MHRA suspends COX-2 licence

GPs must stop prescribing the painkiller lumiracoxib (Prexige) and switch patients to an alternative drug, says the Medicines and Healthcare products Regulatory Agency (MHRA).

Concerns over liver damage caused by the COX-2 inhibitor has led to suspension of the drug's UK licence by the MHRA.

It follows similar moves by Australia, New Zealand, the US and Canada earlier this year.

Data has shown an increase in the number of serious liver reactions with the licensed 100mg dose, some of which occurred within one month of use.

The drug was licensed for pain relief in osteoarthritis of the knee and hip and has been available in the UK since December 2005.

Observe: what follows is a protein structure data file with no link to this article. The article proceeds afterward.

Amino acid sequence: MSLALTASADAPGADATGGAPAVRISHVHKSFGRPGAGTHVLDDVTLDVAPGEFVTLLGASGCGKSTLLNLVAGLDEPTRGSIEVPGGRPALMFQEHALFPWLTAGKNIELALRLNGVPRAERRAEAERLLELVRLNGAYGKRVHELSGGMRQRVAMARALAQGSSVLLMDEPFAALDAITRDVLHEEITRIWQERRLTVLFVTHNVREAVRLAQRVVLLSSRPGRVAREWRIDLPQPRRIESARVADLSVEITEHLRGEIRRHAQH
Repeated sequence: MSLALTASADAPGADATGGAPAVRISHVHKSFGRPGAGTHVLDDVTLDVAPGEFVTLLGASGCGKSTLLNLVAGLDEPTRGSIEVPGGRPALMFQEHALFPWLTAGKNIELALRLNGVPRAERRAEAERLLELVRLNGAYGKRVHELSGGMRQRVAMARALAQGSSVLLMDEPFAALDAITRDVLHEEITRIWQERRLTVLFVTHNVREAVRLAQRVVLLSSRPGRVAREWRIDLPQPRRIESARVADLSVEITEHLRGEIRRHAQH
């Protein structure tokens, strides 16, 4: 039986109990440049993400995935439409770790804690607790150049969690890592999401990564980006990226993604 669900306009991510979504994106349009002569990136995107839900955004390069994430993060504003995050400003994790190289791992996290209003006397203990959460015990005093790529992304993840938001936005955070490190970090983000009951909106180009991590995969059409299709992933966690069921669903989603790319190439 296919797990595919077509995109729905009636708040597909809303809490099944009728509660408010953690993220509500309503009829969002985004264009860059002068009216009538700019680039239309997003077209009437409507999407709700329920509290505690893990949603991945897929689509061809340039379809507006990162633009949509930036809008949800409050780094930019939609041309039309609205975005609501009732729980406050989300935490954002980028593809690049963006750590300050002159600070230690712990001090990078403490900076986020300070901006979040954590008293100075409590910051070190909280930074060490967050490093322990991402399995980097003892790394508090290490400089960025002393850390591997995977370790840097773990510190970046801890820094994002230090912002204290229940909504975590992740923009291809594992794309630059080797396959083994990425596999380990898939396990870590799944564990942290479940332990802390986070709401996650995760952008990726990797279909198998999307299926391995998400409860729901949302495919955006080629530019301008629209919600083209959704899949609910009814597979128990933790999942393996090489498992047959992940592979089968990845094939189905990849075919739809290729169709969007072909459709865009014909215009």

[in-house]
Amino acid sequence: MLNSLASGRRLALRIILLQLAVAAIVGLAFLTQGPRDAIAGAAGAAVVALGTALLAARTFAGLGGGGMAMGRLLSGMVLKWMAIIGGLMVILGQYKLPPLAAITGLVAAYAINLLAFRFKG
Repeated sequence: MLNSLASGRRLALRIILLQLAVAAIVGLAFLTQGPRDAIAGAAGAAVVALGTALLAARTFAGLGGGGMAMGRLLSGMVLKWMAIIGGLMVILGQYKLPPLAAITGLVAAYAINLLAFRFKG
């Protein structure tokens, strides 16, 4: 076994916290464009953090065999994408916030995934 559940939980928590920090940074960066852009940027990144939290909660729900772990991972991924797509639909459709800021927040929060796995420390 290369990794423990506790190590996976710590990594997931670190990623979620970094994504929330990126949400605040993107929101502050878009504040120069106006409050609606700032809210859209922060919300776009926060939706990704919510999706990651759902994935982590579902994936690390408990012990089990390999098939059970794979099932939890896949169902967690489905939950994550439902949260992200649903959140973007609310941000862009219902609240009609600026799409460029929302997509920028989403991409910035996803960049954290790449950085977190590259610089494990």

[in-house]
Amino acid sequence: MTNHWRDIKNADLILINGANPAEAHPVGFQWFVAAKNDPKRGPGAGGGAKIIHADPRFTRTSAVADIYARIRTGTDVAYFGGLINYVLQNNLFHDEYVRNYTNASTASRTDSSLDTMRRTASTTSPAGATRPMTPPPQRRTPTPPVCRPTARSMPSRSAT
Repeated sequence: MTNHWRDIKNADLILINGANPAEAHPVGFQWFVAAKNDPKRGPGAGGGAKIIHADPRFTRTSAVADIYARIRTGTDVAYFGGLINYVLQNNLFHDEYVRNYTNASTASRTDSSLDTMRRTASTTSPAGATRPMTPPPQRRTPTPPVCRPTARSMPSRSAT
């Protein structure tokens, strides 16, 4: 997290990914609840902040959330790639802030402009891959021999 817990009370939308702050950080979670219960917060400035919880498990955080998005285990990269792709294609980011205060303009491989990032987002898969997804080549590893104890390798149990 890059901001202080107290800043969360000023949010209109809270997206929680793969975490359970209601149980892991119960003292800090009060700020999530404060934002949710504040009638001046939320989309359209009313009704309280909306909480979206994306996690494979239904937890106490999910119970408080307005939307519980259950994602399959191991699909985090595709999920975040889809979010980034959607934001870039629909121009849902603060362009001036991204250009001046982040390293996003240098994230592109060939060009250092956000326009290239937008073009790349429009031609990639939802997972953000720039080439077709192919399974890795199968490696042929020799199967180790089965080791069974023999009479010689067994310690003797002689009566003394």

Between October 2006 and September 2007 around 5,000 UK patients were given one or more scrips for the drug.

Up to 13 November, the MHRA received 23 reports of severe adverse reactions, three of which were liver reactions.

In August, the MHRA said the drug must be contraindicated in patients with a history of liver problems.

But after closer examination, the MHRA's Committee on the Safety of Human Medicines ruled that 'previous measures could not be relied upon to guarantee patient safety'.

The finding adds to concerns about COX-2 inhibitors.

A spokeswoman for manufacturer Novartis advised GPs to make appointments for patients as soon as convenient to discuss switching to an alternative drug.

'Novartis continues to believe Prexige is an important treatment option,' she added.

Dr Bill Beeby, chairman of the GPC prescribing sub-committee, said: 'No single drug can be recommended as a substitution.'

rachel.liddle@haymarket.com

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